Colored primer.


Initial shading.  The liquid mask worked.


A combination of airbrushing and brush-painting.


Flock it!


Alright, on to some fun stuff.  1st painting session.


2nd painting session.


3rd painting session.


Finally, I reach a point in the project that rejuvenates my motivation.  I can see the initial look of the piece.


I'm digging it.  The colors and composition match what I had in my head.


I add Milliput to the joins, to strengthen the joins and fill the gaps.
I'm nervous whether I'll be able to color-match the natural colors and textures of the wood and sand.


Success!  This success was a nice confidence-builder.




Not quite as precise, but good enough, considering it will be covered with water and wave effects.


It took me 2 or 3 sessions to melt different types of plastic.  I never did get the effect that I really wanted.  I'll need to experiment with some other types of plastic.  But I have to press on.  Too much time wasting.




Cool, man.  I'm liking it.  I'm not thrilled with the properties of the Woodland Scenics Water Effects.  As soon as I finished this part, I came across on Facebook a recommendation for Magic Water.  I'm going to order some of that and try it out for the next project that needs more controlled water effects.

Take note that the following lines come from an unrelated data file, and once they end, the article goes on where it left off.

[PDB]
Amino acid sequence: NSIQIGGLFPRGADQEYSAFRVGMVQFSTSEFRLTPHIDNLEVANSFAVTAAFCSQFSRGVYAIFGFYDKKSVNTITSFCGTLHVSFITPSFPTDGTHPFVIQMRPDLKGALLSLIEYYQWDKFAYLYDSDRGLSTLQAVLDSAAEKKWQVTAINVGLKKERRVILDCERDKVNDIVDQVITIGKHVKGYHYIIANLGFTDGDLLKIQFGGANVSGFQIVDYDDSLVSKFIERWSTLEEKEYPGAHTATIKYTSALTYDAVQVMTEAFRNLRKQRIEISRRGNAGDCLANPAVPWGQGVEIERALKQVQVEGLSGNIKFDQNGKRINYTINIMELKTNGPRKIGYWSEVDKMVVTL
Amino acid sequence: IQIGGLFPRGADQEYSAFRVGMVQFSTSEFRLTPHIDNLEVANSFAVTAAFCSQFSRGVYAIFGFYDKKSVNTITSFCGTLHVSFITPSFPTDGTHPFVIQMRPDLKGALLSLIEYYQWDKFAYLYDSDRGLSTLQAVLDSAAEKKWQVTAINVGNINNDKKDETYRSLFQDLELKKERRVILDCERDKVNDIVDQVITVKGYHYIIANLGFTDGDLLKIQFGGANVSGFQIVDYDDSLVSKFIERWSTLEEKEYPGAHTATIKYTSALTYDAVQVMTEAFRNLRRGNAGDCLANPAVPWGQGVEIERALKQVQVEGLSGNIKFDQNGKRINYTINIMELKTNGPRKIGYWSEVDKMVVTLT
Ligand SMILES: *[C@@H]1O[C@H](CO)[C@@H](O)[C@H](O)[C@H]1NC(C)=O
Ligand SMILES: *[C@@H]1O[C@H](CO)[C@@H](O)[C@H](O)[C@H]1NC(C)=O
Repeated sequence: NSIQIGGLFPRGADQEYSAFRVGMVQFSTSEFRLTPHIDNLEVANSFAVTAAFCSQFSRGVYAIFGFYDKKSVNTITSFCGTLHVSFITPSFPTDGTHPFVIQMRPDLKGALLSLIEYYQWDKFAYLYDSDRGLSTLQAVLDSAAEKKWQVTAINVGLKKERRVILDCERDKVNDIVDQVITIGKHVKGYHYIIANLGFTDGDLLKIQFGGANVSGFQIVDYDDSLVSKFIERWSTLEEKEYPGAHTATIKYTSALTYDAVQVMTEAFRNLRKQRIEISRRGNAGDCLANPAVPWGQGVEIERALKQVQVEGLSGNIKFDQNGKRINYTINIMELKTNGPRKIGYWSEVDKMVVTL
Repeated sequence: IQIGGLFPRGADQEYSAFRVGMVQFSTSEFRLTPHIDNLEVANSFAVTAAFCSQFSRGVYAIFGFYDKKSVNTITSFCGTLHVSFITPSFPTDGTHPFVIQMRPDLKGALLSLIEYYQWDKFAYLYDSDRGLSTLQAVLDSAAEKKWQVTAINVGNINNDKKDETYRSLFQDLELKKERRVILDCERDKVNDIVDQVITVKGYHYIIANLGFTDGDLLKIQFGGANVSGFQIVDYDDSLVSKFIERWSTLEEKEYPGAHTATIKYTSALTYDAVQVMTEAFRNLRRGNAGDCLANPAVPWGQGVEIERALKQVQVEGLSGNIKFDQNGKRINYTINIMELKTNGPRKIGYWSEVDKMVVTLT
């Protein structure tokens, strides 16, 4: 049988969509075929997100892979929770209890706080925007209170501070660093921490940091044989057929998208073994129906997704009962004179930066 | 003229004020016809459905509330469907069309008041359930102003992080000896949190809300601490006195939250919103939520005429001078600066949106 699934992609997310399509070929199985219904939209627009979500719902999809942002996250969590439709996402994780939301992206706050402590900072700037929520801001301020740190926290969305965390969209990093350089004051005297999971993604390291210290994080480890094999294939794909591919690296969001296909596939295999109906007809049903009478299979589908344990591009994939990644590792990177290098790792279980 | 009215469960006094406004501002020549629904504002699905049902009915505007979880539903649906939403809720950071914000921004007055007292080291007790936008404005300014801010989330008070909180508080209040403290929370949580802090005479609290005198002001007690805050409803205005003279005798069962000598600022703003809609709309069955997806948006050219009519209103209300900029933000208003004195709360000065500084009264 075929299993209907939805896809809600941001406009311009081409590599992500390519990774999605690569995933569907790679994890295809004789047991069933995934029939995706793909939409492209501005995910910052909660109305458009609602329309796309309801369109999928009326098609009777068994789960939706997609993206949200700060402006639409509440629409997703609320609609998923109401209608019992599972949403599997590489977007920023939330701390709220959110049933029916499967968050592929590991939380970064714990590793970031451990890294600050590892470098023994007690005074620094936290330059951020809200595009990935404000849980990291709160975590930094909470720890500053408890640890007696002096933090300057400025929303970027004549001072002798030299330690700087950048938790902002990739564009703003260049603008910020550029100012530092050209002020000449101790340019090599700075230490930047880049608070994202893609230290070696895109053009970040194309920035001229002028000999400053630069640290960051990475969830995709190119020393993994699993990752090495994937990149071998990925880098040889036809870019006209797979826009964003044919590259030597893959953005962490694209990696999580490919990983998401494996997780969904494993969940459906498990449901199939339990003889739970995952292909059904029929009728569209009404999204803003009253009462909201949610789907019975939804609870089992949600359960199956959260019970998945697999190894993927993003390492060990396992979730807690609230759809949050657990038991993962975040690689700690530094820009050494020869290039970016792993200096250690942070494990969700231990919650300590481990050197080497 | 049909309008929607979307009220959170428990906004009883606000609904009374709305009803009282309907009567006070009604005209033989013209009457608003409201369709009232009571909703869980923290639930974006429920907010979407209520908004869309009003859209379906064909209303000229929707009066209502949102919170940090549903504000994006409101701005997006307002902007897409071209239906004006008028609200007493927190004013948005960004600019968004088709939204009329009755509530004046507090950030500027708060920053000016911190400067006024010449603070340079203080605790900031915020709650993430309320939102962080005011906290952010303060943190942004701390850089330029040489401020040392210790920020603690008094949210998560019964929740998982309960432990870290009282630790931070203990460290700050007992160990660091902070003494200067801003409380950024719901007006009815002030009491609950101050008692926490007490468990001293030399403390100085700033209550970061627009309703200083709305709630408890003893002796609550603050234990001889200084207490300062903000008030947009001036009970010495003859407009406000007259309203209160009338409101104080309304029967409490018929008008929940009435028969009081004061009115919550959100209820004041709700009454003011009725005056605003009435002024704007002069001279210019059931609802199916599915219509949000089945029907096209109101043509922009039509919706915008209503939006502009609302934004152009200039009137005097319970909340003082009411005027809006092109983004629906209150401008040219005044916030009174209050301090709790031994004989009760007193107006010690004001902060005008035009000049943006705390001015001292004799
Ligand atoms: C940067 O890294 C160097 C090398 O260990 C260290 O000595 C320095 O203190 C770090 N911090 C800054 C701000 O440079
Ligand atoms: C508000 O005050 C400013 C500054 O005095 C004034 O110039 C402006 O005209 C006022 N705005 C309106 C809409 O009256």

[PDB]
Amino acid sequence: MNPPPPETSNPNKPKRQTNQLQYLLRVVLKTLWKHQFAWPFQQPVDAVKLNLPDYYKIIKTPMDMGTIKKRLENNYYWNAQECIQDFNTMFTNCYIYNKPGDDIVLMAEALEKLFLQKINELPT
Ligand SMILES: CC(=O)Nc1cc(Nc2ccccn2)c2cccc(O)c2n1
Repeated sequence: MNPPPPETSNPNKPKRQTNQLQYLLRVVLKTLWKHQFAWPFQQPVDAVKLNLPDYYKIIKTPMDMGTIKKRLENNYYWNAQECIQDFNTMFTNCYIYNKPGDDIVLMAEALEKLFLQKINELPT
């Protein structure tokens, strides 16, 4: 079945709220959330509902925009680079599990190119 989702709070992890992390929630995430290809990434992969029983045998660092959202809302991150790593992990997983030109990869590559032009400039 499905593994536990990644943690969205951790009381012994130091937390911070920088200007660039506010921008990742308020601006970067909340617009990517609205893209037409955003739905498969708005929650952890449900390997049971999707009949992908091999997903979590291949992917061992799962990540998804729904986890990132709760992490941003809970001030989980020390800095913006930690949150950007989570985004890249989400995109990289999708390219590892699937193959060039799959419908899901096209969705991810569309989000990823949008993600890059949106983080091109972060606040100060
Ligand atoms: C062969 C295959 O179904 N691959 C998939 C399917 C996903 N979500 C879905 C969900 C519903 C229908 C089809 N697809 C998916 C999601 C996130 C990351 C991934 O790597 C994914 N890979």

The "frostiness" diminished, unfortunately.  It's probably a good thing, actually, since that's something you would want to control with paint or pigment.  But I liked this result, and I was hoping it would stay that way.  It didn't.


Going back in time a little bit, here was the second setback in the project.  The first pour of water effects seeped through this corner, soaking the flock and leeching the resin out of the mold.  Made a mess.  I had already cleaned it up here.  But what a pain.


When the resin dried, I extended the bank with some Milliput, in order to seal the corner.  I hoped that the first pour would have effectively "sealed" the flock that was sponging the resin.


Color-matching again.


Later, I noticed another side-effect of the first pour.  The resin found its way to the pink foam, which soaked it up, expanded, and separated the siding.  <Sigh!>


Patched.


Here, I experiment with wave and cascade effects.  I was surprised that the resin retained its haziness in this case.  Definitely hard to predict the behavior of this stuff.  This was worthwhile practice.


Finally, I begin work on the piece de resistance.  First painting session.  Color-sketching.  Digging it so far.








I'm very pleased with the how the feather colors are developing, but I'm beginning to feel uneasy about how the colors for the bird contrast with the colors for the rider.  I have different visions for each element, but they're not going to work together.  I want a desert look for the rider, but the bird isn't supporting it, as much I love the colors of the plumage.




This view convinces me to neutralize the warm colors of the rider and the saddlebags.

I like this color scheme better.

Refining and sharpening the sketch.

There are some details that could still be worked, but I'm basically out of time.

And the final presentation.